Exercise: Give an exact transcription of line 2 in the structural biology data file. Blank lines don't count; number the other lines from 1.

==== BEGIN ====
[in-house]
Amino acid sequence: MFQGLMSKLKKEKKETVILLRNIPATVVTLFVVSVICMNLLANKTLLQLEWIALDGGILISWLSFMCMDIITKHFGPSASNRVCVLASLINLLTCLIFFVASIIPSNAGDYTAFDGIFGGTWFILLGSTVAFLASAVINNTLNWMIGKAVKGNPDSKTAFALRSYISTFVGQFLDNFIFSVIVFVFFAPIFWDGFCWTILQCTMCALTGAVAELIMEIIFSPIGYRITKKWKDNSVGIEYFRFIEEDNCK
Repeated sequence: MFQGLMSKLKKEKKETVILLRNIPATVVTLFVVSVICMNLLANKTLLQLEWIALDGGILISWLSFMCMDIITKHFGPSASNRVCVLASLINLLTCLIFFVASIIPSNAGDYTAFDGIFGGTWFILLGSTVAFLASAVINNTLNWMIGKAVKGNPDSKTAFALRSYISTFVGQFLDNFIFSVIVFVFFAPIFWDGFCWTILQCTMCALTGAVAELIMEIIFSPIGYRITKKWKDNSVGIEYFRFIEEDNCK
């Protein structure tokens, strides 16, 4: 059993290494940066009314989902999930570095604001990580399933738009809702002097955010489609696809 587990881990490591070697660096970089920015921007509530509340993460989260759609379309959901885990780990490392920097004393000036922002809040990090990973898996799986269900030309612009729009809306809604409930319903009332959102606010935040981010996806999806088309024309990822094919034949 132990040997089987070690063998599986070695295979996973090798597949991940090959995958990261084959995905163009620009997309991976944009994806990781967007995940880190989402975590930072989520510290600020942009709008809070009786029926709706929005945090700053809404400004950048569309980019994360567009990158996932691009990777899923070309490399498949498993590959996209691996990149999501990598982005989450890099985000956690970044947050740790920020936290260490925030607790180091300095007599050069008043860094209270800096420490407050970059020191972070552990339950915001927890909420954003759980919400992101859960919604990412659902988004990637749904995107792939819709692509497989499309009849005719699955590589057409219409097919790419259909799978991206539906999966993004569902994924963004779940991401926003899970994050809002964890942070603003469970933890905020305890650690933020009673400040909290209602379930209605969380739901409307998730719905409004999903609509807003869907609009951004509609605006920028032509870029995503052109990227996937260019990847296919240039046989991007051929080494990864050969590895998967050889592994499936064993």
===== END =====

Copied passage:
Amino acid sequence: MFQGLMSKLKKEKKETVILLRNIPATVVTLFVVSVICMNLLANKTLLQLEWIALDGGILISWLSFMCMDIITKHFGPSASNRVCVLASLINLLTCLIFFVASIIPSNAGDYTAFDGIFGGTWFILLGSTVAFLASAVINNTLNWMIGKAVKGNPDSKTAFALRSYISTFVGQFLDNFIFSVIVFVFFAPIFWDGFCWTILQCTMCALTGAVAELIMEIIFSPIGYRITKKWKDNSVGIEYFRFIEEDNCK